When my editor was like, “Do you want to write a story about shallots,” I jumped at the opportunity to better know my favorite allium. I opened up Alfred, Lord Tennyson’s, only to learn it wasn’t about shallots at all, but some lady. Of Shalott. No relation. Boo! I then learned that shallots and other guys who make you cry when cut are called LACRIMATORS. Perhaps you’ve dated one! But then my editor was like, “I need you to write about things that are actually useful to home cooks.” So here we are:
What are shallots?
Shallots are a member of the allium family (Allium cepa var, if you took Latin in high school). Its relatives include yellow onions, red onions, white onions, spring onions, Vidalia onions, garlic, leeks, chives, and scallions (a.k.a. green onions). Whew! Shallots grow from a bulb (called the mother) in clusters (the daughters!)—so if you’ve ever gotten two shallots for the price of one, that’s why. Like onions, they provide a building block of flavor for countless dishes, from creamy, mustardy chicken to vinaigrette.
There are a few different shallot cultivars grown around the world. The Jersey shallot is the type you’re most likely to find at the grocery store; it has rosy pink skin, a roundish shape, and purple-white flesh. But if you ask a Frenchman, he might tell you that the French gray shallot—alias: griselle—is the only true shallot. These highly sought-after shallots are smaller, longer, and have thicker, greyish skins. They also have to be hand-propagated (needy). Think of them as the heirloom tomatoes of the shallot family.
So what’s the difference between a shallot and an onion?
Shallots taste like a cross between red and yellow onions, only less punchy. They have a delicate, sweet flavor with a hint of allium-y sharpness. You can substitute shallots in nearly any recipe that calls for onions—just make sure you’re using the same volume. (For example, several medium shallots equals about one small onion.)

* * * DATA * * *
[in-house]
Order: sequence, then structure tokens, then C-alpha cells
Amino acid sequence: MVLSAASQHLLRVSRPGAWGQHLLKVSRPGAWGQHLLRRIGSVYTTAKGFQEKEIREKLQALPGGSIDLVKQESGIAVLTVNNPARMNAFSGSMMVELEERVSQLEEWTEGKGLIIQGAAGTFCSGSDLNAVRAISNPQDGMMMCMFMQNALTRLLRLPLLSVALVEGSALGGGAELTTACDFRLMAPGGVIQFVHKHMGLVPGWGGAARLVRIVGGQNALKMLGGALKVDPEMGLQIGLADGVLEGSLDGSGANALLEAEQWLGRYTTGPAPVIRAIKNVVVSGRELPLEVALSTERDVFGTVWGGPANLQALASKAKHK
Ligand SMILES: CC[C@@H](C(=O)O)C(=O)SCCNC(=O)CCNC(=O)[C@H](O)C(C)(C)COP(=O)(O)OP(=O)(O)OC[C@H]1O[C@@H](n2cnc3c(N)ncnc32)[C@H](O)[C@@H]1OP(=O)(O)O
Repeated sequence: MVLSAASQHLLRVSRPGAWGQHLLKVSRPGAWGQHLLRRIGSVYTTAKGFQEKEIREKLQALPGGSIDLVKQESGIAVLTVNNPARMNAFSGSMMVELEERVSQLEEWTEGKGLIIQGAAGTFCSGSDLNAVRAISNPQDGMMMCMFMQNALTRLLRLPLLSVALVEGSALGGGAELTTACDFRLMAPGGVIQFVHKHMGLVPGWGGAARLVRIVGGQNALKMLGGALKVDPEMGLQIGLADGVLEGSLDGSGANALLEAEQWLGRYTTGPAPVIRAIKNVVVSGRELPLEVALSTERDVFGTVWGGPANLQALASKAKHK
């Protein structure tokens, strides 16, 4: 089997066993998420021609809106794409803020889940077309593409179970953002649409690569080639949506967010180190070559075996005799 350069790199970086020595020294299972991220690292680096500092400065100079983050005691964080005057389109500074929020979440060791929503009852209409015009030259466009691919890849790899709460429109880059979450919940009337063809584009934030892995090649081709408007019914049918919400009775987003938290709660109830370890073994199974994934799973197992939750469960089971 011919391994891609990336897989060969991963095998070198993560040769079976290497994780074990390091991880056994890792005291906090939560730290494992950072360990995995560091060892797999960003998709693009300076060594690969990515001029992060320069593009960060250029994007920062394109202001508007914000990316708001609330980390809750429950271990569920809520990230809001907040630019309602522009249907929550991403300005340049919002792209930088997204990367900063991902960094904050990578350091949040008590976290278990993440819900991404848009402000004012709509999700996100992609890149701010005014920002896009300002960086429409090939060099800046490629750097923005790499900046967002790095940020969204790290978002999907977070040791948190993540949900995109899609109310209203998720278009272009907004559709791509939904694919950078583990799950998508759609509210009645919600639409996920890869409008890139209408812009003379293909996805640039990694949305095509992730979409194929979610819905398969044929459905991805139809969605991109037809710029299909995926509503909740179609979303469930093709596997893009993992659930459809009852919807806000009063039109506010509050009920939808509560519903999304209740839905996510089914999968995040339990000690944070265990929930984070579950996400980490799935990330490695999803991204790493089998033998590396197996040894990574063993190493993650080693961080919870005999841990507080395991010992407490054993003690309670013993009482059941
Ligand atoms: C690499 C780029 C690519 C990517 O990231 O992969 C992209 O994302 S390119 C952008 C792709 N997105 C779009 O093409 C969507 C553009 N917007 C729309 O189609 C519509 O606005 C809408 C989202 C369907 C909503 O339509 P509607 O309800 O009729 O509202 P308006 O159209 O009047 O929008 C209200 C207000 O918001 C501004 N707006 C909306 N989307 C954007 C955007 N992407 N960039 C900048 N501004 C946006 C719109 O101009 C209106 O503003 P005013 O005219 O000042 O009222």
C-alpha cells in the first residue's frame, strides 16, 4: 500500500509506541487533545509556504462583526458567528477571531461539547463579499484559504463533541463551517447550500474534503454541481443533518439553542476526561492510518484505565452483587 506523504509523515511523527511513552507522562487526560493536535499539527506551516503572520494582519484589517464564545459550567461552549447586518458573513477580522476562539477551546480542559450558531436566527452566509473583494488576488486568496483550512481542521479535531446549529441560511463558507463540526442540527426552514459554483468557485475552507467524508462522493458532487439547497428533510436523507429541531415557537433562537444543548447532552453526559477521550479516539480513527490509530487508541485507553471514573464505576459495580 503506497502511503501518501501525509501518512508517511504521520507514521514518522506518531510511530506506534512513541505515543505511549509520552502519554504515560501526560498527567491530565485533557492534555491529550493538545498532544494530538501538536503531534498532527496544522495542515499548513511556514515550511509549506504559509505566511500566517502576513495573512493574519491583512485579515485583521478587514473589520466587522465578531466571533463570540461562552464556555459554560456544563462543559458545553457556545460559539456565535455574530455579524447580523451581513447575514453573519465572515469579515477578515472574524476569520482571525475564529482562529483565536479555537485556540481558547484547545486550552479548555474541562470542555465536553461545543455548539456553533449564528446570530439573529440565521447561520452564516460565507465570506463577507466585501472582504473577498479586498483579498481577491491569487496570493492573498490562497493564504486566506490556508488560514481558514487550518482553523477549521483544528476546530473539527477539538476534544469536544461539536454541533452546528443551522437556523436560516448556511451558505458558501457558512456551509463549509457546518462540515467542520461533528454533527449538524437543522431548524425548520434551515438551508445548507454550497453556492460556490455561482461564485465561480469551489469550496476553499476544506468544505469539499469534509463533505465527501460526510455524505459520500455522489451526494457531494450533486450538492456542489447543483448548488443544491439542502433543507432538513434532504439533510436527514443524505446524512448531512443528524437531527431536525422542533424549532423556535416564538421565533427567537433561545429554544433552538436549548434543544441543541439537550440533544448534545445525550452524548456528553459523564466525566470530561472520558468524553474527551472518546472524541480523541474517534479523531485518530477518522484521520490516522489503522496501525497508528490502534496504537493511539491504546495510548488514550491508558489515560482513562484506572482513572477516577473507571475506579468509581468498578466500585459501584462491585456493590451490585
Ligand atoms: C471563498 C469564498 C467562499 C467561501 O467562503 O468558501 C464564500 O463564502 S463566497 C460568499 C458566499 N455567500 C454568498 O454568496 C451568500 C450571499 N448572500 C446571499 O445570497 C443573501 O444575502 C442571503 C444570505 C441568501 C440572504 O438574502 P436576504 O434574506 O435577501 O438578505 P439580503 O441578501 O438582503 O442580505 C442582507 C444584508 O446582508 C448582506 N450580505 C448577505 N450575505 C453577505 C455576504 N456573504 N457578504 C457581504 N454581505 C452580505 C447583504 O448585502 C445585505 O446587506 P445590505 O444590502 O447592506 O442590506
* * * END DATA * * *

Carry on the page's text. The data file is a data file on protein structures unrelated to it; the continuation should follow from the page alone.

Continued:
How should I pick a good one? And how long do they last?
Shallots can be found near the onions at most grocery stores. They should feel firm and heavy for their size, with dry, papery skins. Kept in a cool, dark, and dry place (a.k.a. not in the fridge, where moisture lives), shallots will stay good for weeks. If they develop soft spots or start sprouting, the shallots should be discarded.
Help, there are so many ways to cut them! What do I do?
Whether you want to dice or slice, start by peeling the shallot. Remove the papery skin, leaving the root end intact—that’ll make it easier to cut. If you don’t want to cry, keep a damp towel on your cutting board while you work (more on that hack, plus a few others, here). From there, you have options:
- Dice for vinaigrettes and pan sauces for a subtle, evenly distributed bite.
- Slice into rings for a raw, pickled, or fried garnish. For really thin slices, use a mandoline.
- Cut into matchsticks for an assertive, beautiful topping.
- Leave whole if you don’t have time for knives. Whole shallots can be peeled and glazed as a side dish or roasted under a chicken.